By on October 31, 2008

VeeDub in Germany has just issued their numbers for the past nine months of 2008. Viewed through the prevailing “the world is coming to an end” perspective, VW’s financial results are financial pornography, performing better than the male lead in a Russ Meyer movie. We’re talking a 15 percent gain, a money shot of more than $6b pretax. From January to September 2008, VW moved 4.8m units and grabbed a 10.1 percent share of the world market, according to the usually reliable Automobilwoche [sub]. Despite of what’s happening elsewhere in the piston business, Volkswagen’s CFO Hans-Dieter Pötsch stands by his bullish guidance for 2008: the predicted numbers will come true. Elsewhere, China’s automakers have also released profit reports for the third quarter.

From July to September, the 17 companies combined automotive revenues totaled 47.385b yuan ($6.93b), down a mere 2.9 percentage points from last year. Their net profits drooped to 747m yuan, down – oops – 62.4 percent year-on-year, laments the government’s news agency Xinhua via Gasgoo. Never mind. Profits aren’t a Chinese company’s main objective; they often leave that to their presence in Hong Kong, where taxes are low. The notable news: they ain’t losing money.

That said, China’s bad boys are from Detroit’s central casting: China’s former car giant Shanghai GM has completed only 54 percent of its 2008 sales goal. In a wise move, the joint venture reduced this year’s sales target of its Chevrolet brand by 25 percent. Likewise, big cheese Chinese automaker FAW reduced 2008 targets for its Magotan (think VW Passat B6 platform)  to 70k units from the 90k target set in January. Which didn’t faze Wolfsburg one bit.

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6 Comments on “VW Profits Up 15%; China’s Automakers Also Doing Well...”


  • avatar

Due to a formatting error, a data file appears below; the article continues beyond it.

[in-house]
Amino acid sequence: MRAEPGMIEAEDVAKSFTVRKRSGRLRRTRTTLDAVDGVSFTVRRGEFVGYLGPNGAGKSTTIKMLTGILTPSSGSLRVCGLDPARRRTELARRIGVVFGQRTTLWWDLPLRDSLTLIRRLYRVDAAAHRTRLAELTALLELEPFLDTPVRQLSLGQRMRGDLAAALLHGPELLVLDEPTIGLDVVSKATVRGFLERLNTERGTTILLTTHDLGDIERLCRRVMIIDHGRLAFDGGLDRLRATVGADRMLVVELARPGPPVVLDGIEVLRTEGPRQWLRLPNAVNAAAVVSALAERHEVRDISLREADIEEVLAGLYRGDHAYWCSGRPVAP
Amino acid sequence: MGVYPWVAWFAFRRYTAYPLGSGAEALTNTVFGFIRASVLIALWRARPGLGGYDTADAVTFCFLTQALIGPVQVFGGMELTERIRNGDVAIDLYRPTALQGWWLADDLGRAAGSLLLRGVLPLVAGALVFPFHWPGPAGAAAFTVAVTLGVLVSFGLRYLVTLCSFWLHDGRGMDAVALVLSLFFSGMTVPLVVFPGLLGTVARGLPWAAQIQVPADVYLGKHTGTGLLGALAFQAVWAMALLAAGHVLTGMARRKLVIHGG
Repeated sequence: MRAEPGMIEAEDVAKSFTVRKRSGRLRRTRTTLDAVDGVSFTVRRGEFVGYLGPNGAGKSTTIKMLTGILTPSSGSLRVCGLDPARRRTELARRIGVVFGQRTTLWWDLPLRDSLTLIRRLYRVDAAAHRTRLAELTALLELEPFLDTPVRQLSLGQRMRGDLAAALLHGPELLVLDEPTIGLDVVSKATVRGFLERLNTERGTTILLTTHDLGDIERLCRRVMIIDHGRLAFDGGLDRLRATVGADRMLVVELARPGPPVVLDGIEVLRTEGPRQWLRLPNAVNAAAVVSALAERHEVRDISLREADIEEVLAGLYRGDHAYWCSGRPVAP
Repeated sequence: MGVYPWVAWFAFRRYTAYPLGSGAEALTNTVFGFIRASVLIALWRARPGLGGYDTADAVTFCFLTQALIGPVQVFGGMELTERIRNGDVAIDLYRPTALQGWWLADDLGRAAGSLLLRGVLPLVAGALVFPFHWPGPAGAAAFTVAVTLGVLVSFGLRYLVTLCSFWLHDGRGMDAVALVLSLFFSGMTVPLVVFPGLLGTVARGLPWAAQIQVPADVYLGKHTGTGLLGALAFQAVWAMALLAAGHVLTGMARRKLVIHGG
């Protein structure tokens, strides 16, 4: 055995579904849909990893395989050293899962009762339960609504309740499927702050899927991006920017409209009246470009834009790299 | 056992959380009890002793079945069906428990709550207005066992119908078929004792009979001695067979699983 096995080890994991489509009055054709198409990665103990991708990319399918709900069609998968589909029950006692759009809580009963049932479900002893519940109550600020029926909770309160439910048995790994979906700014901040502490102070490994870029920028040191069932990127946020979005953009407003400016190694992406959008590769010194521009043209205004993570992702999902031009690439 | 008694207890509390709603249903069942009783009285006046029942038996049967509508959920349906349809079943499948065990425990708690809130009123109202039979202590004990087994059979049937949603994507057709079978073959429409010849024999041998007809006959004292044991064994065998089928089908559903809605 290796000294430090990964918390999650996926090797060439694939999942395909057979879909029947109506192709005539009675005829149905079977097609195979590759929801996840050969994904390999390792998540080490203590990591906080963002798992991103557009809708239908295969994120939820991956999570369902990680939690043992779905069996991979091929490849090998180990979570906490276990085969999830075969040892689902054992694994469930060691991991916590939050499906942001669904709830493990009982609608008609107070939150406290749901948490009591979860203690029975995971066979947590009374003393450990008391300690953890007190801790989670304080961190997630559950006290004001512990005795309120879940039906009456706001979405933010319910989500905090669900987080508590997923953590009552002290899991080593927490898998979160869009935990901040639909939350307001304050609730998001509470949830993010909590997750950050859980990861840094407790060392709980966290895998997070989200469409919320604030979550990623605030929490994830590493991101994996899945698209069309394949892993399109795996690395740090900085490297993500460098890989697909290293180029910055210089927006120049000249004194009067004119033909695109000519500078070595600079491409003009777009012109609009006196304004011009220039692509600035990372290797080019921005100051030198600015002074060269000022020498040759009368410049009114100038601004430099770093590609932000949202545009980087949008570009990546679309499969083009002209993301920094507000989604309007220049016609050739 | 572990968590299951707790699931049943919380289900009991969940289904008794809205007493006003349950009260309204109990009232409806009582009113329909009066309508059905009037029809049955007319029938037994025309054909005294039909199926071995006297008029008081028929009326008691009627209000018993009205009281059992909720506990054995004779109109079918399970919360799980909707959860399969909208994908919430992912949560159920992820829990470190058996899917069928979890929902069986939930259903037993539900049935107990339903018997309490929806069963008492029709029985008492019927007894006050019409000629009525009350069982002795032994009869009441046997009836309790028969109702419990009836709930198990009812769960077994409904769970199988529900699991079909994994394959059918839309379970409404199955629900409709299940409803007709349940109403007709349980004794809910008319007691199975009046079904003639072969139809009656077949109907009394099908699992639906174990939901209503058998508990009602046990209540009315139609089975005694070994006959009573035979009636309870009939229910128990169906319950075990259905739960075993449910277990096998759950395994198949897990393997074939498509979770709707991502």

John Horner

    Mark my words, VW is one of the automotive success stories of the modern age. Its problems in North America blind many observers here to the success it is earning around the world.

  • avatar
    Juniper

    Very succesful, 20% state owned, Hmmm.
    I think they should buy Chrysler.
    Vans, Trucks, Dealer network, US Capacity.
    Who Knows?

  • avatar
    tom

    When Cerberus is liquidating Chrysler, who knows, VW might want to look at some factories instead of building one themselves…they could be able to get a great deal and they would be able to start producing cars almost immeadiately instead of waiting several years.

  • avatar
    rochskier

    As someone who can’t stand VW or their products this makes me very sad.

    It’s unfortunate that VW will remain with us while other companies will be relegated to the dustbin of history.

  • avatar
    zerofoo

    As a former owner of a 2000 Jetta 2.0 and a Golf 1.8t I swore off VW forever.

    Both cars had a rap sheet as long as my arm. They were wonderful to drive, but the reliability was awful.

    Those cars were the low-point of the MKIV platform. Friends that had 2003 model year cars had very few problems.

    I bought a 2007 G35 that I loved – but it developed an engine problem that the dealer and Nissan NA did not want to fix. (Engine vibration/timing problems at low speeds is normal?)

    After driving a bunch of small, fun to drive, fuel efficient cars, I found myself back at the VW dealer. I bought a 2008 GTI w/DSG transmission.

    Yes, I know – VW has a lot to prove in terms of longevity, but this car is a peach. It’s put together solidly, it’s a blast to drive, and it gets pretty good mileage.

    The only other car that came close was a MINI. I couldn’t justify $6000 more for a car I liked less.

    VW does have some pretty compelling vehicles right now – the Passat CC looks hot, and the MK VI series cars also look good.

    Hopefully, VW learned their lesson with the MK IV cars.

    -ted

  • avatar

    @Zerofoo: You’re right. The turn of the millennium was the dark ages for VW as far as quality was concerned. I was an outside consultant for their taskforce to improve customer satisfaction, and it looked like lifetime employment! These things take a (long) time to rectify. With a lot of sweat, quality can be fixed in a few years, serious improvement takes generations. Customer satisfaction takes even longer. As your post attests, customers don’t suffer from Alzheimers when they had been wronged.

    Quality cars make for proftable companies. Warranty costs down (and way back when, they were HUGE,) word-of-mouth up, bottom line bulging.

    I wouldn’t worry about their longevity. Matter of fact, in Wolfsburg they are already worried about the darn things lasting too long.


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